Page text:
“I don’t know,” Marcus said. “Why don’t you join us instead of looking for that uninteresting husband of yours? Keep us company.”
“Oh, ha ha. No, thanks. I mean, I’ve got to go find Richard, so…”
“All right. You win. Go find him. Remind him what a lucky guy he is.”
“Of course. But only if you remind Merilee what a wolf her husband is.” Susie performed her phony party laugh impeccably, her top lip curling in a canine grin, baring her teeth. Marcus laughed with her, the other men joining him, and Susie escaped up the stairs to the back patio and into the house, trying without much success to curtail the unavoidable swing of her backside, feeling their eyes on her as she went.
The back room consisted of a grand piano and sitting area. Susie made her way into the hall, turning toward the bathroom so she could sit by herself and re-group. The party was turning out as she had expected, and she was exhausted already. The thought of another two hours or so made her want to stick her head under the faucet of the sink and turn the cold water on full-speed. She wondered if the problem could be solved with another champagne cocktail. Or three.
She opened the door to the bathroom and stepped inside. It was a large room, almost bedroom-sized, with a slight hall that led to the Jacuzzi tub and sink. Susie remembered the Studebakers having a bidet, which made her oddly anxious. She turned the corner toward the tub, thinking she should check her makeup in the mirror after all that kissing, when she realized she wasn’t alone.
A red jumpsuit lay twisted up on the floor. Richard was behind Felicia James, and she was bent over the sink with nothing on but silver stilettos. Richard was fully dressed with his pants unzipped, moving against her; he hadn’t seen Susie yet, hadn’t even glanced her way. Susie stood at the tub, her chest still and solid, as if she had ceased taking in air and was, in all likelihood, dead.
“Richard?” she managed. It wasn’t that she needed to reaffirm his identity – or that she even wanted him to acknowledge her in any way. It was simply the only thing she could think of to say.
Felicia straightened and covered her breasts with her hands. “I told you the lock didn’t work,” she said.
Susie almost answered, but realized the comment wasn’t directed at her. Of course, Felicia was correct. The lock didn’t work. It was undeniably broken. It needed to be replaced with a new, probably shinier lock. Maybe a padlock. So that people could have more privacy to re-group, if they needed to; so that people wouldn’t catch their husbands in the act of intercourse with naked women in silver heels and eyes skirting over the room with feigned indifference, red jumpsuits crumpled on the floor – brilliant, fashion-forward road kill in the center of an alarming bout of foot traffic. The Studebakers would have to call a locksmith, as soon as possible. Susie would suggest it to them on the way out. Just in case the situation ever happened to arise again. She formed the word “out” in her head, almost saying the word aloud – although that would have been ridiculous. Out. She needed to get out.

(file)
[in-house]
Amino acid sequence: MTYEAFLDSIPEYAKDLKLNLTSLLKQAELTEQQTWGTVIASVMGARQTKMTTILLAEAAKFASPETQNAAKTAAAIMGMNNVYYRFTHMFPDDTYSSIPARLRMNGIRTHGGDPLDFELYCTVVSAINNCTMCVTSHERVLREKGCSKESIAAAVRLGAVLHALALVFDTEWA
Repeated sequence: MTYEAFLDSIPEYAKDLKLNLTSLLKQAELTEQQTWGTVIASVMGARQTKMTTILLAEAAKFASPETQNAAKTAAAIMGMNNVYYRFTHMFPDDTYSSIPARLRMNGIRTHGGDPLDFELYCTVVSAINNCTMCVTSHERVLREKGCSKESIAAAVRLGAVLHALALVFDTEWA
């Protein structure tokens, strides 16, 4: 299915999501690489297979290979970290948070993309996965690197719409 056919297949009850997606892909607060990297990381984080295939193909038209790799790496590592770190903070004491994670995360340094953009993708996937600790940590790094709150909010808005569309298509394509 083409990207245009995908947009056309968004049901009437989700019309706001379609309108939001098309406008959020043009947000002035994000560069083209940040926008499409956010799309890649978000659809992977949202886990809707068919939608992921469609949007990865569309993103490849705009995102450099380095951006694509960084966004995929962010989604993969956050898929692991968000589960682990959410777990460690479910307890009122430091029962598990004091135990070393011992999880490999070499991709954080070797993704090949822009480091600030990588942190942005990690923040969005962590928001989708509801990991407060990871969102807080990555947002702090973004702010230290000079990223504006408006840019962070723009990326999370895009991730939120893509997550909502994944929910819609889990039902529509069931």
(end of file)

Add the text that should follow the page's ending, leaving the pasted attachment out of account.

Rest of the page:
She stumbled backward and tripped, landing in the Studebaker’s Jacuzzi, catching herself so her head wouldn’t smash into the solid, high-gloss acrylic side of the tub. She lay there, a sharp pain in her wrists from the fall, her dress bunched up around her hips. She brought her legs toward her chin in the fetal position, struck with the idea that she could stay curled up there until the bathroom was empty, until everyone had left, at which time she could pull herself up and slink away, incognito, the significance of “out” hanging over her as she fled toward some semblance of home.
Chris had fallen asleep during the cab ride to Boston, and Susie didn’t want to wake him. But the time ticked away on the meter, and she only had so much cash. “Chris,” she said softly. “Wake up. We’re here.”
Chris opened his eyes and started crying as Susie paid the driver and pulled her luggage from the back seat, heaving Chris out in one motion, shifting him to her left hip and hauling her bags onto the sidewalk. Seven steps led up to the front door of Josh and Adam’s building on Prospect Street, and Susie wasn’t sure she would make it. She pulled out her cell phone.
“Josh? I’m here. On the sidewalk in front of your building with a crying child and two lead-filled suitcases. If someone wanted to drown me, all they’d have to do is chain these suitcases to me and throw me in the river.” She glanced at Chris, who had stopped crying and looked back at her in a kind of fright. “Oh, honey,” she said. “I’m only kidding.”
He began to cry again, and she cursed herself for being such a horrible mother, for transporting Chris across two states via public transportation to her brother’s tiny Boston condo – discarding the idea of taking anything that Richard owned, her stupid Mercedes remaining locked away in their garage. She felt like crying, herself. She had been crying for two days straight, it seemed; two days of weeping, of sleeping alone, of ruminating back and forth – should she leave, should she stay, should she dig a hole in the backyard and bury Richard in it. And after the decision to leave had been made, she hadn’t thought she’d ever cry again. All her tears had seemed used up. It was inconceivable that her tear ducts were opening again, her sorrow stinging her cheeks, her misery trumping her will to conquer it.